In the family of Andrew Murray, of South Africa, eleven children grew to adult life. Five of the sons became ministers and four of the daughters became ministers’ wives. The next generation had a still more striking record in that ten grandsons became ministers and thirteen became missionaries. The secret of this unusual contribution to the Christian ministry was the Christian home.” John Mott in his biography of Andrew Murray reminds us of the power of a father’s legacy.
Last month we began the topic of a father’s godly legacy. How critical is it to us that we leave behind children who love and serve the Lord Jesus Christ? You can tell how important something is to a man by the decisions that he makes. A man will find a way to do what is important to him. No matter how difficult it is, he will do what he considers must be done.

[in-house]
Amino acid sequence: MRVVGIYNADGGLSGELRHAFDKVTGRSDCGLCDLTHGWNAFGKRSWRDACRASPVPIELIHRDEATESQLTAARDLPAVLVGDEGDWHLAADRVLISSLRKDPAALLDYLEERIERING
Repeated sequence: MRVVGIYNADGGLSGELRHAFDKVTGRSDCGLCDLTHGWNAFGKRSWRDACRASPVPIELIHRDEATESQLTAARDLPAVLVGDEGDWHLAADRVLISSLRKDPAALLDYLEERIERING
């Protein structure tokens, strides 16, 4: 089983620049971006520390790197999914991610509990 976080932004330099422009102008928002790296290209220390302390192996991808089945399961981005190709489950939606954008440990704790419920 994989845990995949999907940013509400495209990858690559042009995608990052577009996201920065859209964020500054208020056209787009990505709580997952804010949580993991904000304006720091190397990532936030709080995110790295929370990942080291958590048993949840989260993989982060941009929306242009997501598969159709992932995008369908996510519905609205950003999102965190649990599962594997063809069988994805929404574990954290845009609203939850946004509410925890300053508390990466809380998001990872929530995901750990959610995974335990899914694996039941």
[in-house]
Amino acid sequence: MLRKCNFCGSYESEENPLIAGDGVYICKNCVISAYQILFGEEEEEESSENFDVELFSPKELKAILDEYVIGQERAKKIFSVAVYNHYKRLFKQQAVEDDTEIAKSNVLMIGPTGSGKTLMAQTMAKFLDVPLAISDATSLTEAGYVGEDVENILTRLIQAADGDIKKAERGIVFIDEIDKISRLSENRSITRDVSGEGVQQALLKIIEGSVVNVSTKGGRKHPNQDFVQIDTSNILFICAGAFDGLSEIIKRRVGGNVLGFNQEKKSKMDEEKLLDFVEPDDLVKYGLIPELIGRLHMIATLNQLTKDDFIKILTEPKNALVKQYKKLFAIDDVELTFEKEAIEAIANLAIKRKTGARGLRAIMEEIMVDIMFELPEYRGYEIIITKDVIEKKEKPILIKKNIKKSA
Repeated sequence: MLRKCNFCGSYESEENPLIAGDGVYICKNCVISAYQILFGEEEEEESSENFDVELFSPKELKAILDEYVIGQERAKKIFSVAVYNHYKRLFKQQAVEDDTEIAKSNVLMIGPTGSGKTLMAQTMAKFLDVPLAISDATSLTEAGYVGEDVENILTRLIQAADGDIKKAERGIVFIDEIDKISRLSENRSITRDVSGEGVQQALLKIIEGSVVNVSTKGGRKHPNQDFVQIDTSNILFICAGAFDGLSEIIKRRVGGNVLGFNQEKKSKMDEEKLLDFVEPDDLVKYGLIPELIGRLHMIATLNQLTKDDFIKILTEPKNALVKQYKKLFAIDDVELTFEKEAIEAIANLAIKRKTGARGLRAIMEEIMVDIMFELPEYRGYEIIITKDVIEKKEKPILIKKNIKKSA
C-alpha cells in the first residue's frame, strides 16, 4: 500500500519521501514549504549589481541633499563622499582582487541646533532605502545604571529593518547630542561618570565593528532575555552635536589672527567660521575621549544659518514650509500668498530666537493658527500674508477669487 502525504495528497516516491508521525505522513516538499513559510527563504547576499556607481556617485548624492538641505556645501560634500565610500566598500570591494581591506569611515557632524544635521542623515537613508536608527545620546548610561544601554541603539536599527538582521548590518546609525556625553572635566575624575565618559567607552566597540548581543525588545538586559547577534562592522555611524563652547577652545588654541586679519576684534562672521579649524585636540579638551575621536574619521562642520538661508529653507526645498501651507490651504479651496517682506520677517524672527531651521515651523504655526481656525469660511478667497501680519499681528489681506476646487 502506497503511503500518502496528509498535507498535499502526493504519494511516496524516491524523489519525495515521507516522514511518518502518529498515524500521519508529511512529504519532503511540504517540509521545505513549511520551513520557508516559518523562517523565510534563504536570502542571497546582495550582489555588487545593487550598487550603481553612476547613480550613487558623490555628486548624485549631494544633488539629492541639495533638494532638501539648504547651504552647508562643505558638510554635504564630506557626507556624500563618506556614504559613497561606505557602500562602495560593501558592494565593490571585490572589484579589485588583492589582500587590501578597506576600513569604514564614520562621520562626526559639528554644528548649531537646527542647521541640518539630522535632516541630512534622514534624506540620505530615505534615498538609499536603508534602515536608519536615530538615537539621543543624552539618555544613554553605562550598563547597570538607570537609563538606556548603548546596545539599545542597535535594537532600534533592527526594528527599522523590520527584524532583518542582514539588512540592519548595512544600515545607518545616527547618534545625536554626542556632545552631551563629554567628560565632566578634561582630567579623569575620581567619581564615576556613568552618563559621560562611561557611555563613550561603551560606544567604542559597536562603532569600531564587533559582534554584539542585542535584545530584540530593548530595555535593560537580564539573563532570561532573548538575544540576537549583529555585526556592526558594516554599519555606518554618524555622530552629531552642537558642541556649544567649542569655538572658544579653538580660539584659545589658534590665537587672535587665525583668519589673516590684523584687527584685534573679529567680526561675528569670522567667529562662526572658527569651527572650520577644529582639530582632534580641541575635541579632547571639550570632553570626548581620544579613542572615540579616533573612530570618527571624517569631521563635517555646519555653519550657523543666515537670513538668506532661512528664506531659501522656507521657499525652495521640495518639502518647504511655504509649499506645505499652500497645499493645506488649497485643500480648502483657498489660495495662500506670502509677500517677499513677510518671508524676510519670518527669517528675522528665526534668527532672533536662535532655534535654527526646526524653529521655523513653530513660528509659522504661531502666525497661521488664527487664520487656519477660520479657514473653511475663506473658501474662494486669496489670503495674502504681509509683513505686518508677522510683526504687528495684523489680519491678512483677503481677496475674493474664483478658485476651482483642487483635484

God has called the dad to provide for his family. “But if any provide not for his own, and specially for those of his own house, he hath denied the faith, and is worse than an infidel” (1 Timothy 5:8). Most men are responsible when it comes to providing for their families. Often there are mornings they are tired and would like to sleep in, yet they get up and go to work. There can be a host of days where there are other things they would rather do; yet they make the right choice and go to work.
Funny, how sometimes others know us better than we know ourselves. They know that we do what is most important to us by observing the decisions we make and the actions we take. We may think something is important to us, but if we aren’t making appropriate decisions and allocating time to accomplish it, we need to face the fact that it really isn’t important to us.
Assuming raising sons and daughters to be mighty in the Lord Jesus is vital for each dad reading this, how might one go about this? Paul tells us the basic “components” of a person. “And the very God of peace sanctify you wholly; and I pray God your whole spirit and soul and body be preserved blameless unto the coming of our Lord Jesus Christ” (1 Thessalonians 5:23). We see from this verse that a person consists of a body, soul, and spirit. So how might we establish a proper foundation of each area?